Kelly will keep the Spa City moving forward

first_imgMeg Kelly has my vote on Nov. 7. She grew up here and is interested in what’s best for all Saratoga Springs residents.She has been the deputy mayor of Saratoga Springs and knows the ins and outs of City Hall. I feel she can be bipartisan and work with all for all.There’s a real need for affordable housing here in the city. For years, we’ve been building condos, town houses and apartments with skyrocketing costs and rents. These are not doable for the average person who works here, and it forces people to live elsewhere.We have become a “go-to” community for restaurants, shops and venues, but we need to have affordable housing for all income levels. Two projects are in their planning stages; rest assured Meg will keep her eye on these. On Nov. 7, please support Meg, a candidate for all the citizens of Saratoga Springs.Katie RichmanSaratoga SpringsMore from The Daily Gazette:Foss: Should main downtown branch of the Schenectady County Public Library reopen?Schenectady, Saratoga casinos say reopening has gone well; revenue down 30%EDITORIAL: Find a way to get family members into nursing homesEDITORIAL: Beware of voter intimidationEDITORIAL: Thruway tax unfair to working motorists Categories: Letters to the Editor, Opinionlast_img read more

Towers Watson challenges intermediary insurers in longevity swap market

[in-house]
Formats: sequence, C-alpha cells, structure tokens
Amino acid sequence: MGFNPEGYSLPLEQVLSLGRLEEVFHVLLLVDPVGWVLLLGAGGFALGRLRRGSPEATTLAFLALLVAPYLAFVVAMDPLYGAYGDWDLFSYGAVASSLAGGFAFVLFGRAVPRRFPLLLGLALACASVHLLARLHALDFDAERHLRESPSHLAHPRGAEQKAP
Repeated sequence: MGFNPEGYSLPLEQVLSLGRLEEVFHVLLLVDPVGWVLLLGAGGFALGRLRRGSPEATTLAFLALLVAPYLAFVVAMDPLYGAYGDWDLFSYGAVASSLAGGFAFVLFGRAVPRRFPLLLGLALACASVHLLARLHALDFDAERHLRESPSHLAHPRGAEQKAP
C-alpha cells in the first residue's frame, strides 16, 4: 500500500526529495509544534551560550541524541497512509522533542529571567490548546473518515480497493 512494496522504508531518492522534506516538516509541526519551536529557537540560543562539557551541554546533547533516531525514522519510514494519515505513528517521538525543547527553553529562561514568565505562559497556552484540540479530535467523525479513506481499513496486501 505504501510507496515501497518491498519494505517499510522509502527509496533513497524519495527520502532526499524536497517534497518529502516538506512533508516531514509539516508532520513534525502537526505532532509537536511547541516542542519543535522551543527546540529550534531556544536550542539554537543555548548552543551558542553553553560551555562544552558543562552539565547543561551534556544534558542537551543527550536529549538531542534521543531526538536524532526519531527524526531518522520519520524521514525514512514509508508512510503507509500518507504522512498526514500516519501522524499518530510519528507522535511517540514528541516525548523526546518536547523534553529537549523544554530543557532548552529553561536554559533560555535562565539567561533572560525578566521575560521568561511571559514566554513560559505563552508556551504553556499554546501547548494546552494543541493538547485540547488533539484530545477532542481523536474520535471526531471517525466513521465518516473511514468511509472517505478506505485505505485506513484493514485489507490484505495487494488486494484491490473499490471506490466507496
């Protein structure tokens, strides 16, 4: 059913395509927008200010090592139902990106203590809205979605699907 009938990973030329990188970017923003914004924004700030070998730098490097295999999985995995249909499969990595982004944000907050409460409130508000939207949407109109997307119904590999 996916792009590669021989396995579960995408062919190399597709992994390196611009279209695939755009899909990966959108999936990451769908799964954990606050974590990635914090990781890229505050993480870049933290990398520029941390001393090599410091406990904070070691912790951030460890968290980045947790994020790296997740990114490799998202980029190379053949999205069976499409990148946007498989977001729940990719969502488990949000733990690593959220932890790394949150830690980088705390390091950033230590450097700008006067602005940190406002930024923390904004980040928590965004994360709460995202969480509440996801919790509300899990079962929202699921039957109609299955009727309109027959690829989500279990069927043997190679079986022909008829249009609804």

first_imgTowers Watson has launched a service aimed at removing the need for insurance intermediaries when UK defined benefit (DB) funds transfer longevity risk.The consultancy has set up ready-made insurance cells, which allow pension funds to deal with reinsurance companies directly in longevity swap arrangements.Reinsurers only transact with insurance companies or banks, meaning DB funds wishing to hedge longevity risk have to access the market via an intermediary firm.The move by the consultancy comes after its involvement in advising the trustees in BT Pension Scheme’s (BTPS) mammoth £16bn (€20bn) longevity swap, where it transacted directly with a reinsurance company. BTPS created its own captive insurance company to transact directly with the reinsurance market and avoided intermediary fees and complications.Towers Watson’s service, Longevity Direct, will give pension funds access to a “ready made insurance cell”, which it said could write insurance and reinsurance contracts for longevity swap transactions.This, Towers Watson said, would reduce the costs of entering a longevity swap arrangement by cutting the intermediary fee and removing the need for price averaging.It said the costs of a typical transaction of £2bn in liabilities could come close to £30m in intermediary costs, with Longevity Direct having the potential to save “several million pounds”.Shelly Beard, senior consultant at the firm, said DB schemes not being charged price averaging would lead to significant savings.Price averaging occurs when insurers or banks typically engage with several reinsurers to spread credit and counterparty risks, and exposure limits.This means pension funds end up paying several levels of fees, which deteriorate as the intermediary engages each additional reinsurer.However, via a single transaction and where the pension fund is comfortable with a single counterparty, it could select the best pricing in the market.Beard also said the offering was much more stripped out in terms of intermediary costs charged to pension funds, allowing for further savings.Keith Ashton, head of risk solutions at Towers Watson, said: “Pension scheme and reinsurer interests are typically very aligned. A direct agreement can be much less complex than the longevity swaps we have seen in the past.”Longevity swap deals have reached £32bn in 2014 as DB schemes continue to use the insurance market as a prime source of de-risking.BTPS arranged a £16bn deal – a UK record – earlier this year, directly transferring longevity risk to US-based Prudential Insurance Company of America (PICA).It transferred its longevity risk to the newly created and wholly owned insurer, which then transferred the risk to PICA, avoiding significant intermediary fees.The Aviva Staff Pension Scheme also transferred £5bn of longevity risk directly but did this through sponsor and insurance company Aviva.last_img read more